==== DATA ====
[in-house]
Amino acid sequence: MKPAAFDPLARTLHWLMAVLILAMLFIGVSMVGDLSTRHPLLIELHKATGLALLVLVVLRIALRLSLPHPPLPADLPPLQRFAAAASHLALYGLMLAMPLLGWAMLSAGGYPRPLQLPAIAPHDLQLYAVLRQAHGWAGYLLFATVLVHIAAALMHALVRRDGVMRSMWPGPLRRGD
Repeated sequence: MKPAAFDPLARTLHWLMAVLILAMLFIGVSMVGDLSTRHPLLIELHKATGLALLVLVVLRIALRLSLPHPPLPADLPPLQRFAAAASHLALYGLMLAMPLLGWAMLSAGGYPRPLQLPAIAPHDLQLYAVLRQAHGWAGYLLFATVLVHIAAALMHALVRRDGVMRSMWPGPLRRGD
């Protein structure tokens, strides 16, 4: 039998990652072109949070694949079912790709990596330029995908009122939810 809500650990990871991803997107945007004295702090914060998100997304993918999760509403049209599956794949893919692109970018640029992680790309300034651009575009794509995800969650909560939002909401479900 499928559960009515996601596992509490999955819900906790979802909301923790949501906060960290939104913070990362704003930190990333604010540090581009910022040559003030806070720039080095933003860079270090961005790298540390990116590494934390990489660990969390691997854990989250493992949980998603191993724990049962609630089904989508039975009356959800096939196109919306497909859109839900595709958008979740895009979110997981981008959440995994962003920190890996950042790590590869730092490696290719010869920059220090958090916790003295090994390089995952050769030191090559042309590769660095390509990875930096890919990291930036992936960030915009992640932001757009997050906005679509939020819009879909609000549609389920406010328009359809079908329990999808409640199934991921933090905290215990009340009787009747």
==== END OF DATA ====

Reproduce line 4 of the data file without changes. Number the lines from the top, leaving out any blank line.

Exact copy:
């Protein structure tokens, strides 16, 4: 039998990652072109949070694949079912790709990596330029995908009122939810 809500650990990871991803997107945007004295702090914060998100997304993918999760509403049209599956794949893919692109970018640029992680790309300034651009575009794509995800969650909560939002909401479900 499928559960009515996601596992509490999955819900906790979802909301923790949501906060960290939104913070990362704003930190990333604010540090581009910022040559003030806070720039080095933003860079270090961005790298540390990116590494934390990489660990969390691997854990989250493992949980998603191993724990049962609630089904989508039975009356959800096939196109919306497909859109839900595709958008979740895009979110997981981008959440995994962003920190890996950042790590590869730092490696290719010869920059220090958090916790003295090994390089995952050769030191090559042309590769660095390509990875930096890919990291930036992936960030915009992640932001757009997050906005679509939020819009879909609000549609389920406010328009359809079908329990999808409640199934991921933090905290215990009340009787009747």